Pistons get Jennings, corner market on ill-advised jumpers

It's been a busy summer for Joe Dumars in Detroit.  He has re-shaped the Pistons franchise without giving up either of his up-and-coming big men in Andre Drummond or Greg Monroe, or the expiring contracts of Charlie Villanueva and Rodney Stuckey.

When he couldn't pry Rajon Rondo from the Celtics, Dumars moved to Milwaukee, where he secured the services of Brandon Jennings in a sign-and-trade deal. 

The drawn-out saga of restricted free agent guard Brandon Jennings ended Tuesday, as the Milwaukee Bucks agreed to a sign-and-trade deal with the Detroit Pistons to send Jennings there in exchange for guard Brandon Knight and forwards Khris Middleton and Slava Kravtsov.

Jennings, taken 10th overall in the 2009 Draft, will get a three-year, $24 million contract from Detroit. He becomes the Pistons' starter next season, with veteran Chauncey Billups returning to the team where he was the 2004 NBA Finals MVP to serve as a backup. Detroit selected rookie shooting guard Kentavious Caldwell-Pope in this year's Draft, and signed forward Josh Smith from Atlanta for four years and $54 million.

The Pistons will likely trot Jennings out in a starting five that includes Chauncey Billups, Josh Smith, Greg Monroe, and Andre Drummond.  That's not bad.  But in Jennings and Smith, the Pistons have acquired two of the most notoriously misguided mid-range shooters in the league.  

Neither Jennings nor Smith have ever shot better than 39% from 16-23 feet (via Hoopdata).  But both love to shoot those shots.  A couple of weeks ago, SB Nation's Coach Nick put together a pretty damning breakdown of Jennings' game. 

Jennings has had some spectacular games over his short career, but his game isn't necessarily built to elevate the play of others right now.  In Smith, the Pistons have a player who can help form a nasty defensive front-line, but will only add to the questionable decisions on the offensive end.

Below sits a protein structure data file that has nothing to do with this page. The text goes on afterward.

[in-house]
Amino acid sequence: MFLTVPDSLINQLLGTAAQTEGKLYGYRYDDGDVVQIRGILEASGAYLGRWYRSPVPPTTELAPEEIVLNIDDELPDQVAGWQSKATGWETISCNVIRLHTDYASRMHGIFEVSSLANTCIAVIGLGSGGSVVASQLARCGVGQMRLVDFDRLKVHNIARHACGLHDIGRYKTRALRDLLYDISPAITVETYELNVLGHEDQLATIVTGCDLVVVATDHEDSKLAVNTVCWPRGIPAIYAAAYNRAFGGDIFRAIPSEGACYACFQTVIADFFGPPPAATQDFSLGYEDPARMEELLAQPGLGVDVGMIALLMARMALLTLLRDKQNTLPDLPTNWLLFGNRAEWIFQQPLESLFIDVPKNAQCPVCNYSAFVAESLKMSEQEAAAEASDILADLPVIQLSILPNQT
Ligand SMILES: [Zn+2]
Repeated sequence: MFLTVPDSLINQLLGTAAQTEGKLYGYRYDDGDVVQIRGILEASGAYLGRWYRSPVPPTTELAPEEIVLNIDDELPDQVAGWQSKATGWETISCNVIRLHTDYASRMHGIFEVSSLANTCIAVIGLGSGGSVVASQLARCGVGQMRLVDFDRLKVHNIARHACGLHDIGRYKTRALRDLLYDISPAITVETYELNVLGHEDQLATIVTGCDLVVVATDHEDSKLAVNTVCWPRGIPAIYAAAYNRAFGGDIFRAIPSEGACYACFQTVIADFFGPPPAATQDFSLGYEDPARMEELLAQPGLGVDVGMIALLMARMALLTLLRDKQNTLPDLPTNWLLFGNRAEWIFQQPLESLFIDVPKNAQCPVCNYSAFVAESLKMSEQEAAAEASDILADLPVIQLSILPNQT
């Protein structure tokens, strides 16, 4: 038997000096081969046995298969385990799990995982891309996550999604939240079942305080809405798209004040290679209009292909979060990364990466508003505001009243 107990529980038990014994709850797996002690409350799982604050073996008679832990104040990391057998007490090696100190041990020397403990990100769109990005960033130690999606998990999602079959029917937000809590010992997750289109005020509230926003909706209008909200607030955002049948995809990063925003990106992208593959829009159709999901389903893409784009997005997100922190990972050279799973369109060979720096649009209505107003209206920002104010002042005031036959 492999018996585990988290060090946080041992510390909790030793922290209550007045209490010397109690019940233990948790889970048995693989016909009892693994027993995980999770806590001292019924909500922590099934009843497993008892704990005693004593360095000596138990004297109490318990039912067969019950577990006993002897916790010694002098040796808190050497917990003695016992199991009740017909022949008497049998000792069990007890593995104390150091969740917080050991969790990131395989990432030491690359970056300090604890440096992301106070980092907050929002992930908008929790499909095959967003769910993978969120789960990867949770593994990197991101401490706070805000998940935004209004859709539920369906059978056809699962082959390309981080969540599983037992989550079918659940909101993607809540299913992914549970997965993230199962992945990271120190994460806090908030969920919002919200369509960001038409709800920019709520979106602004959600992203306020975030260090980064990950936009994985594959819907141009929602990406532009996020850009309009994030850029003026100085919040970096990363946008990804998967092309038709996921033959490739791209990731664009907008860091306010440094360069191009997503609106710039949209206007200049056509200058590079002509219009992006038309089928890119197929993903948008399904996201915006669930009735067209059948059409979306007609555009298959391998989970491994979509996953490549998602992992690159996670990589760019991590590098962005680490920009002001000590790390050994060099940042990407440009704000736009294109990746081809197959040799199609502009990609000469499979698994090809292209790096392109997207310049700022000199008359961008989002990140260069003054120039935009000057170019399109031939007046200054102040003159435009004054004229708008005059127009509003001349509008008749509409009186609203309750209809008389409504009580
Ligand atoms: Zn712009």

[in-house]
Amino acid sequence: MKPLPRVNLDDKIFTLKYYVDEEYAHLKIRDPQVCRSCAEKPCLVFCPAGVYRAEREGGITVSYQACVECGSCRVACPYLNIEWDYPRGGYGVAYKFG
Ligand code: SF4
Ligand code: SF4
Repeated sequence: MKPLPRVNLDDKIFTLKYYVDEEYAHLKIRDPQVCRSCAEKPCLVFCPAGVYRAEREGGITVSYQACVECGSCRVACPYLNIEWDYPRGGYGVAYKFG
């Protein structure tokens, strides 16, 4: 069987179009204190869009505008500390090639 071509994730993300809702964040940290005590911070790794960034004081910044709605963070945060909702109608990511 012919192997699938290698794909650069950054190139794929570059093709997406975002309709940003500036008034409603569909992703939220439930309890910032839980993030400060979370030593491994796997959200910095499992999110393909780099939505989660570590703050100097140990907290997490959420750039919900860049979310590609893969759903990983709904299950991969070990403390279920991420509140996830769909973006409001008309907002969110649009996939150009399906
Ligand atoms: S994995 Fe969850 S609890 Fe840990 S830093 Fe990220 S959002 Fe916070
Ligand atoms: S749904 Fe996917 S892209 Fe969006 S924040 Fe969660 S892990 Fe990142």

This may make it a little less surprising that the Pistons are still open to trading for Rondo, a pass-first point guard who happens to be best friends with Smith.  Doing so would move Jennings to the 2, where, while being a little too small for the position, he could potentially be a little happier as shooter.  

That's probably very unlikely unless the Pistons give up Monroe or Drummond.  So they'll go with Jennings as the guy at the point.  He'll improve the team on many nights, and on some, he'll be a problem.  Pistons fans who have been used to not liking what they see on the floor may still be screaming at their TV's when Jennings launches an off-balance three with too much time on the shot clock, but they'll win a few more games with him at the helm.  

At this point, the Pistons are one of the teams in the mix for the fight for the sixth-seventh-eighth seed.  They're in a tough division, though.  The Indiana Pacers and Chicago Bulls are considered contenders at the moment, and the Cleveland Cavaliers could be tough if Andrew Bynum pans out.  Detroit will have a tough time fighting for one of those low seeds as the third or fourth best team in their division.  

Still, they're better suited to do so now than they were when the season ended.  The Pistons will be nothing if not interesting.  They'll also be a bit frustrating for their fans, but at least they'll be frustrating with a better record than they've had the past few years.